Words an louder then action in this instance.
    This is my opinion.

    Dark humour and oppose to light humour?
    You more likely to a get a bigger laughter out of Light humour then dark because not everyone will understand what you are being dark about.
     
  18. Kallithrix
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    Well, if you don't find mocking people funny you'd never survive in Britain. It's a national passtime, and sarcasm is our national language ;-)

    Seriously, we Brits find ENDLESS amusement taking the mick out of people, but the trick of it, the distinction between teasing/bullying and having a sense of humour, is being able to take as much as you dish out. Being able to laugh at ourselves is what lets us get away with being sarky to everyone else ;-)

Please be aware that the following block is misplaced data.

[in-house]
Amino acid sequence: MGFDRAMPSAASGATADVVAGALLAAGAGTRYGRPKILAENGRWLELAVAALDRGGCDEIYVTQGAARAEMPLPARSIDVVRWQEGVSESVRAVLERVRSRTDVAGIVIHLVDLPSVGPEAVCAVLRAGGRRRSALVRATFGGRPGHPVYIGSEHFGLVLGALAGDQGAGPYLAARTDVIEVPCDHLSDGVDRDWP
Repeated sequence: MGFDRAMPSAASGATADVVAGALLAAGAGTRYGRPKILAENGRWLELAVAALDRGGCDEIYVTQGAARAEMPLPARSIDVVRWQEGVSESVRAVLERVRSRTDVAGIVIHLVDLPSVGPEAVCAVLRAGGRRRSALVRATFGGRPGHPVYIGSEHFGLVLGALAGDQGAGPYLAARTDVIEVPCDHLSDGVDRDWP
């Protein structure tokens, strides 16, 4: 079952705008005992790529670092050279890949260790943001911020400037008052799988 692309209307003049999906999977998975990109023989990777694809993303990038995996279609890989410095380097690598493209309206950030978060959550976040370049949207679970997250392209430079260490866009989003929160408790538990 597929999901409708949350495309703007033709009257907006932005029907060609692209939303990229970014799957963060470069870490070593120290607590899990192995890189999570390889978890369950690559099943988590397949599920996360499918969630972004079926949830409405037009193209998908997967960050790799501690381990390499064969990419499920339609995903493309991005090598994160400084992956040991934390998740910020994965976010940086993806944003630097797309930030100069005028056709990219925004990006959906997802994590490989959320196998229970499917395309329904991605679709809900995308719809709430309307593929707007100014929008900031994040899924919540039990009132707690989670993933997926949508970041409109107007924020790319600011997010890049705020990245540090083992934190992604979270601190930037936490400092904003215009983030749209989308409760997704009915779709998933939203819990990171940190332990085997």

19. Cacian
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    Cacian Banned

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    I do agree but the context is important and you need to have been there and then to get the real gist of laughter so it a visual thing or a live thing is you like.
    In a book it gets tricky hence standup comedy you need to see/hear it.
     
  20. CH878
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    CH878 Active Member

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    Haha. Agree totally, the more you like someome the more you mock them.

    You could be right, but I thought we were talking about humour in writing, I assume commercial writing to some degree, and therefore use of dark humour (even if you wouldn't do it in real life yourself) is a powerful tool to raise a laugh from your audience.
     
  21. VM80
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    VM80 Contributing Member Contributor

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    Pretty much says it all.
     
  22. Cacian